economic history; colonial politics; timor; colonial history; political history; indonesia; social history; Dutch East India Company; Kupang; Lifau; Netherlands; Portuguese people; Sonbai; Topasses
European traders and soldiers established a foothold on Timor in the course of the seventeenth century, motivated by the quest for the commercially vital sandalwood and the intense competition between the Dutch and the Portuguese. Lords of the land, lords of the sea focuses on two centuries of contacts between the indigenous polities on Timor and the early colonials, and covers the period 1600-1800. In contrast with most previous studies, the book treats Timor as a historical region in its own right, using a wide array of Dutch, Portuguese and other original sources, which are compared with the comprehensive corpus of oral tradition recorded on the island. From this rich material, a lively picture emerges of life and death in early Timorese society, the forms of trade, slavery, warfare, alliances, social life, and so forth. The investigation demonstrates that the European groups, although having a role as ordering political forces, were only part of the political landscape of Timor. They relied on alliances where the distinction between ally and vassal was moot, and led to frequent conflicts and uprisings. During a slow and complicated process, the often turbulent political conditions involving Europeans, Eurasians, and Timorese polities, paved the way for the later division of Timor into two spheres of roughly equal size.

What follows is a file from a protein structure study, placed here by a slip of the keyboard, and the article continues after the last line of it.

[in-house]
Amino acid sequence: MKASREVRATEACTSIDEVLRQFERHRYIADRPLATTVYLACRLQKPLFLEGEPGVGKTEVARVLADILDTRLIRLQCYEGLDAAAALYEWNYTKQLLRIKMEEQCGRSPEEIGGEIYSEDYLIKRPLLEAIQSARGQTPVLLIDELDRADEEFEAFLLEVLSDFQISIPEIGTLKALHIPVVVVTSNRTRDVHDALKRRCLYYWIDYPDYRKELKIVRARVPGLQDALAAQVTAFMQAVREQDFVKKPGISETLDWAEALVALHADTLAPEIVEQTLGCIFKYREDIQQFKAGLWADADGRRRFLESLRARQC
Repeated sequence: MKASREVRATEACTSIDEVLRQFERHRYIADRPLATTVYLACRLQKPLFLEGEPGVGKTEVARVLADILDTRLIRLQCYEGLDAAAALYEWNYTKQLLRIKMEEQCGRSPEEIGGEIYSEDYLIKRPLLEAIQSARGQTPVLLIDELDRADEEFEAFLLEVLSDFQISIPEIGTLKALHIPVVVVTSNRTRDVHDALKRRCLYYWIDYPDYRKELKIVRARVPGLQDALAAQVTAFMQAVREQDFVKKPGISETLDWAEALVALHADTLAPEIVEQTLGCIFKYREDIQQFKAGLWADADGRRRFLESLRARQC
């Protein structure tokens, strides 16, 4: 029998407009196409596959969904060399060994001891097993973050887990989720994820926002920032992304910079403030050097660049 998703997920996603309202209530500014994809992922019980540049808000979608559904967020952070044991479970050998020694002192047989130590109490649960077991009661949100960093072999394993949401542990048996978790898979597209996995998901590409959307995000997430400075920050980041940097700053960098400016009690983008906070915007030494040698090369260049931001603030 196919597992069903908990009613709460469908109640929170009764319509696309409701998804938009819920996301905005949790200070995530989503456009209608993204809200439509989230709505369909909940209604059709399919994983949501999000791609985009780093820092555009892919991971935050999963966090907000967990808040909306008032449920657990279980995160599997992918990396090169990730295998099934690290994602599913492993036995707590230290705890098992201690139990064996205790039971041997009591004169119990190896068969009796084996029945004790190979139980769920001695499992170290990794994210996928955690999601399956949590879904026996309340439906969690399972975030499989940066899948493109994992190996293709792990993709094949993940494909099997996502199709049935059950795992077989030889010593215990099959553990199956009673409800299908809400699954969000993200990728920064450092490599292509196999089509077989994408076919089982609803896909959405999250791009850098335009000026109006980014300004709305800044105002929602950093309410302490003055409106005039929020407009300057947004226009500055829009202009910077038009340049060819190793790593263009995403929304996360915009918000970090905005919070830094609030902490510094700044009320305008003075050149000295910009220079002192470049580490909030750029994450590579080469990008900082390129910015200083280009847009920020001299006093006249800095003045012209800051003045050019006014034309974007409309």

Hans Hägerdal (1960) is a Senior Lecturer in History at the Linnaeus University, Sweden.
He has written extensively on East and Southeast Asian history. Among his publications is Hindu rulers, Muslim subjects: Lombok and Bali in the seventeenth and eighteenth centuries (2001).
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